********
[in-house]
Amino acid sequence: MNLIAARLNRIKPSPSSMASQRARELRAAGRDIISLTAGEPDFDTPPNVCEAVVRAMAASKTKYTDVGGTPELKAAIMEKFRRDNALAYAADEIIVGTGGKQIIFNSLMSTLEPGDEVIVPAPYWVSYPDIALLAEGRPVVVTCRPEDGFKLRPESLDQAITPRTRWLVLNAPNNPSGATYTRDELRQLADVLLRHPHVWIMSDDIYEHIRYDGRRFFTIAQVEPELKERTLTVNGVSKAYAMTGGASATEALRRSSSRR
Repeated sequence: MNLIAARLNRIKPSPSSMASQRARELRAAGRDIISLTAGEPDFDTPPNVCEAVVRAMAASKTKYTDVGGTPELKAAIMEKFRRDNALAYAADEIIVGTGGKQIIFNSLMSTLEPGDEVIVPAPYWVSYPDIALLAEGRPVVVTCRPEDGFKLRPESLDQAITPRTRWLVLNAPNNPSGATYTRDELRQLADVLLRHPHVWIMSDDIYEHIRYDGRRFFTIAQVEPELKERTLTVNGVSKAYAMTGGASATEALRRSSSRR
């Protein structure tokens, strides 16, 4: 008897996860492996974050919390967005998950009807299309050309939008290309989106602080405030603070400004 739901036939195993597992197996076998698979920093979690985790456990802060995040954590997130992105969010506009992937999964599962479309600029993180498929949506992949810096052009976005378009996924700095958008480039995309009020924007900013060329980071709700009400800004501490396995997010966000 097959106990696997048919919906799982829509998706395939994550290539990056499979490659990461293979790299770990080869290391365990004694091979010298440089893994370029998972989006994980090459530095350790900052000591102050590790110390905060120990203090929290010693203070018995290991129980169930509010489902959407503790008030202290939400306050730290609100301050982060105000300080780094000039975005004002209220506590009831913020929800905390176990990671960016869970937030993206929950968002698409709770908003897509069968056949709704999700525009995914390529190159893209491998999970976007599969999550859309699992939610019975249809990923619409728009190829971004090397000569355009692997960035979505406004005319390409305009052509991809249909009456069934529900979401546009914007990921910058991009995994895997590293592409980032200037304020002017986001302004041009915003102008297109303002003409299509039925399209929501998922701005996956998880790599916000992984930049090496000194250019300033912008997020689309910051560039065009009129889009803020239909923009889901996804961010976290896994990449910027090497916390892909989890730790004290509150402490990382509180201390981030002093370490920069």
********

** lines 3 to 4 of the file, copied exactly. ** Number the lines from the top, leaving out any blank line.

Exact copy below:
Repeated sequence: MNLIAARLNRIKPSPSSMASQRARELRAAGRDIISLTAGEPDFDTPPNVCEAVVRAMAASKTKYTDVGGTPELKAAIMEKFRRDNALAYAADEIIVGTGGKQIIFNSLMSTLEPGDEVIVPAPYWVSYPDIALLAEGRPVVVTCRPEDGFKLRPESLDQAITPRTRWLVLNAPNNPSGATYTRDELRQLADVLLRHPHVWIMSDDIYEHIRYDGRRFFTIAQVEPELKERTLTVNGVSKAYAMTGGASATEALRRSSSRR
């Protein structure tokens, strides 16, 4: 008897996860492996974050919390967005998950009807299309050309939008290309989106602080405030603070400004 739901036939195993597992197996076998698979920093979690985790456990802060995040954590997130992105969010506009992937999964599962479309600029993180498929949506992949810096052009976005378009996924700095958008480039995309009020924007900013060329980071709700009400800004501490396995997010966000 097959106990696997048919919906799982829509998706395939994550290539990056499979490659990461293979790299770990080869290391365990004694091979010298440089893994370029998972989006994980090459530095350790900052000591102050590790110390905060120990203090929290010693203070018995290991129980169930509010489902959407503790008030202290939400306050730290609100301050982060105000300080780094000039975005004002209220506590009831913020929800905390176990990671960016869970937030993206929950968002698409709770908003897509069968056949709704999700525009995914390529190159893209491998999970976007599969999550859309699992939610019975249809990923619409728009190829971004090397000569355009692997960035979505406004005319390409305009052509991809249909009456069934529900979401546009914007990921910058991009995994895997590293592409980032200037304020002017986001302004041009915003102008297109303002003409299509039925399209929501998922701005996956998880790599916000992984930049090496000194250019300033912008997020689309910051560039065009009129889009803020239909923009889901996804961010976290896994990449910027090497916390892909989890730790004290509150402490990382509180201390981030002093370490920069």